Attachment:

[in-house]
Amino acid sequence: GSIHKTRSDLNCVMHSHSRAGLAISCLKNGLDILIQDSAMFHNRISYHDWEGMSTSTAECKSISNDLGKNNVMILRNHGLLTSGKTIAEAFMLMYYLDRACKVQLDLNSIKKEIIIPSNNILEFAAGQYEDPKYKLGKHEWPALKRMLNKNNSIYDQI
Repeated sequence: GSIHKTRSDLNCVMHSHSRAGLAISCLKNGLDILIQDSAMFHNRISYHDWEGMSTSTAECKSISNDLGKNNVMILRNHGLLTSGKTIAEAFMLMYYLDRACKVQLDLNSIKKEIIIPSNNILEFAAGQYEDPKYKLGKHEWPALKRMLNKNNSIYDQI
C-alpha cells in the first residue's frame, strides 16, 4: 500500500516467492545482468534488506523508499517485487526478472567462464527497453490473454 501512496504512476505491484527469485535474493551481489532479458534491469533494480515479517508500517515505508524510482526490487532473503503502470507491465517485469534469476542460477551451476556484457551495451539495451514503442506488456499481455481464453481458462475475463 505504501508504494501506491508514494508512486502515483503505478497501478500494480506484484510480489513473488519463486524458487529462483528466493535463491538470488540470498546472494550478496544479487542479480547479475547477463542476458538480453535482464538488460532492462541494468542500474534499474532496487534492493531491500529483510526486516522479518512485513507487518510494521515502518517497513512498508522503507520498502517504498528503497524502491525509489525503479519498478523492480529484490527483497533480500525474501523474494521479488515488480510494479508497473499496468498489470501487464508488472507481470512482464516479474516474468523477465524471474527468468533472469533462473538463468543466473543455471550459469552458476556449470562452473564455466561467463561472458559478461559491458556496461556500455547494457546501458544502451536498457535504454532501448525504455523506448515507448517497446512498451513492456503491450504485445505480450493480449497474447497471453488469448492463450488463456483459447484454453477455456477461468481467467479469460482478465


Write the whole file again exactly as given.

[in-house]
Amino acid sequence: GSIHKTRSDLNCVMHSHSRAGLAISCLKNGLDILIQDSAMFHNRISYHDWEGMSTSTAECKSISNDLGKNNVMILRNHGLLTSGKTIAEAFMLMYYLDRACKVQLDLNSIKKEIIIPSNNILEFAAGQYEDPKYKLGKHEWPALKRMLNKNNSIYDQI
Repeated sequence: GSIHKTRSDLNCVMHSHSRAGLAISCLKNGLDILIQDSAMFHNRISYHDWEGMSTSTAECKSISNDLGKNNVMILRNHGLLTSGKTIAEAFMLMYYLDRACKVQLDLNSIKKEIIIPSNNILEFAAGQYEDPKYKLGKHEWPALKRMLNKNNSIYDQI
C-alpha cells in the first residue's frame, strides 16, 4: 500500500516467492545482468534488506523508499517485487526478472567462464527497453490473454 501512496504512476505491484527469485535474493551481489532479458534491469533494480515479517508500517515505508524510482526490487532473503503502470507491465517485469534469476542460477551451476556484457551495451539495451514503442506488456499481455481464453481458462475475463 505504501508504494501506491508514494508512486502515483503505478497501478500494480506484484510480489513473488519463486524458487529462483528466493535463491538470488540470498546472494550478496544479487542479480547479475547477463542476458538480453535482464538488460532492462541494468542500474534499474532496487534492493531491500529483510526486516522479518512485513507487518510494521515502518517497513512498508522503507520498502517504498528503497524502491525509489525503479519498478523492480529484490527483497533480500525474501523474494521479488515488480510494479508497473499496468498489470501487464508488472507481470512482464516479474516474468523477465524471474527468468533472469533462473538463468543466473543455471550459469552458476556449470562452473564455466561467463561472458559478461559491458556496461556500455547494457546501458544502451536498457535504454532501448525504455523506448515507448517497446512498451513492456503491450504485445505480450493480449497474447497471453488469448492463450488463456483459447484454453477455456477461468481467467479469460482478465